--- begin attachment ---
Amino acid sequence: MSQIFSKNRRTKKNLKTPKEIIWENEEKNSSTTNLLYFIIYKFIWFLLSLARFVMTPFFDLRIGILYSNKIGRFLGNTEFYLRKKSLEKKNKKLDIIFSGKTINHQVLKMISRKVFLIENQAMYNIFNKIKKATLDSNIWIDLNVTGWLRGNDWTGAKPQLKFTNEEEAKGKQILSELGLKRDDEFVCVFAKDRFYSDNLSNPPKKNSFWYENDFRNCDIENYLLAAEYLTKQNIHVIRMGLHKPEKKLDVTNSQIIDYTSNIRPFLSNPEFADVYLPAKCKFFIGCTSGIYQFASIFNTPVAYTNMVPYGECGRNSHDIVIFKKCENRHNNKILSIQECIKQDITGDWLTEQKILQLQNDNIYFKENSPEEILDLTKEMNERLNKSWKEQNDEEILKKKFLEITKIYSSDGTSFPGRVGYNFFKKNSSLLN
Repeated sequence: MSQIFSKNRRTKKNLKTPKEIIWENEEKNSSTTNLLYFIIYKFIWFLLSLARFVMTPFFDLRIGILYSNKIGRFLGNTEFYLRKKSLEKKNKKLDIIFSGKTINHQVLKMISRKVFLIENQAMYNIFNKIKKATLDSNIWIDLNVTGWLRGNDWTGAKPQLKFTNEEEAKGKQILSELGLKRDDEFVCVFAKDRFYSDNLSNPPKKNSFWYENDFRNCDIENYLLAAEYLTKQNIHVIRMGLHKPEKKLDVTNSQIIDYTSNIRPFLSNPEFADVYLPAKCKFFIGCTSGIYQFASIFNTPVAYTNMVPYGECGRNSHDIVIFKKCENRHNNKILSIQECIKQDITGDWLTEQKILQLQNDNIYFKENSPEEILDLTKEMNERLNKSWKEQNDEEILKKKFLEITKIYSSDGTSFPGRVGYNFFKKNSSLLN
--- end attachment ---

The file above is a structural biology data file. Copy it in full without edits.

Amino acid sequence: MSQIFSKNRRTKKNLKTPKEIIWENEEKNSSTTNLLYFIIYKFIWFLLSLARFVMTPFFDLRIGILYSNKIGRFLGNTEFYLRKKSLEKKNKKLDIIFSGKTINHQVLKMISRKVFLIENQAMYNIFNKIKKATLDSNIWIDLNVTGWLRGNDWTGAKPQLKFTNEEEAKGKQILSELGLKRDDEFVCVFAKDRFYSDNLSNPPKKNSFWYENDFRNCDIENYLLAAEYLTKQNIHVIRMGLHKPEKKLDVTNSQIIDYTSNIRPFLSNPEFADVYLPAKCKFFIGCTSGIYQFASIFNTPVAYTNMVPYGECGRNSHDIVIFKKCENRHNNKILSIQECIKQDITGDWLTEQKILQLQNDNIYFKENSPEEILDLTKEMNERLNKSWKEQNDEEILKKKFLEITKIYSSDGTSFPGRVGYNFFKKNSSLLN
Repeated sequence: MSQIFSKNRRTKKNLKTPKEIIWENEEKNSSTTNLLYFIIYKFIWFLLSLARFVMTPFFDLRIGILYSNKIGRFLGNTEFYLRKKSLEKKNKKLDIIFSGKTINHQVLKMISRKVFLIENQAMYNIFNKIKKATLDSNIWIDLNVTGWLRGNDWTGAKPQLKFTNEEEAKGKQILSELGLKRDDEFVCVFAKDRFYSDNLSNPPKKNSFWYENDFRNCDIENYLLAAEYLTKQNIHVIRMGLHKPEKKLDVTNSQIIDYTSNIRPFLSNPEFADVYLPAKCKFFIGCTSGIYQFASIFNTPVAYTNMVPYGECGRNSHDIVIFKKCENRHNNKILSIQECIKQDITGDWLTEQKILQLQNDNIYFKENSPEEILDLTKEMNERLNKSWKEQNDEEILKKKFLEITKIYSSDGTSFPGRVGYNFFKKNSSLLN